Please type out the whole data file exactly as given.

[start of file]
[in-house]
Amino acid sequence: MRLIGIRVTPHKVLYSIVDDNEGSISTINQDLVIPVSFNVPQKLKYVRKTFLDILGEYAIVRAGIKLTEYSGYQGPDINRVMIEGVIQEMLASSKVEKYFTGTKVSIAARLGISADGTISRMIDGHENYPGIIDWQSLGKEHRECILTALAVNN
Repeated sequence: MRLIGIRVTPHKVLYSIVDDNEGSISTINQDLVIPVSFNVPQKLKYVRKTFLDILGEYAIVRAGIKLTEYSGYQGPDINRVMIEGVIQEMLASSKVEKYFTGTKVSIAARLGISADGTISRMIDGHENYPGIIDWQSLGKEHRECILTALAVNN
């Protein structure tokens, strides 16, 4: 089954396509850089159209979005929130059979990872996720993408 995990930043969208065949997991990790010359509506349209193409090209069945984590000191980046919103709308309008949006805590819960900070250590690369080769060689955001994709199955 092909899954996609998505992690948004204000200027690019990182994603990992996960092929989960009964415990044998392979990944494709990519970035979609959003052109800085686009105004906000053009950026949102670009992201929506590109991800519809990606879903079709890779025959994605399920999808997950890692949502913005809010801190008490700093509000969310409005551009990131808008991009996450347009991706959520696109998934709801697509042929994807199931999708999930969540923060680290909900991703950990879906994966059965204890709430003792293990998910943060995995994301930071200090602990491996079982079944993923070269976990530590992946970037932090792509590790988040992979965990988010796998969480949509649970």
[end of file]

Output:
[in-house]
Amino acid sequence: MRLIGIRVTPHKVLYSIVDDNEGSISTINQDLVIPVSFNVPQKLKYVRKTFLDILGEYAIVRAGIKLTEYSGYQGPDINRVMIEGVIQEMLASSKVEKYFTGTKVSIAARLGISADGTISRMIDGHENYPGIIDWQSLGKEHRECILTALAVNN
Repeated sequence: MRLIGIRVTPHKVLYSIVDDNEGSISTINQDLVIPVSFNVPQKLKYVRKTFLDILGEYAIVRAGIKLTEYSGYQGPDINRVMIEGVIQEMLASSKVEKYFTGTKVSIAARLGISADGTISRMIDGHENYPGIIDWQSLGKEHRECILTALAVNN
């Protein structure tokens, strides 16, 4: 089954396509850089159209979005929130059979990872996720993408 995990930043969208065949997991990790010359509506349209193409090209069945984590000191980046919103709308309008949006805590819960900070250590690369080769060689955001994709199955 092909899954996609998505992690948004204000200027690019990182994603990992996960092929989960009964415990044998392979990944494709990519970035979609959003052109800085686009105004906000053009950026949102670009992201929506590109991800519809990606879903079709890779025959994605399920999808997950890692949502913005809010801190008490700093509000969310409005551009990131808008991009996450347009991706959520696109998934709801697509042929994807199931999708999930969540923060680290909900991703950990879906994966059965204890709430003792293990998910943060995995994301930071200090602990491996079982079944993923070269976990530590992946970037932090792509590790988040992979965990988010796998969480949509649970």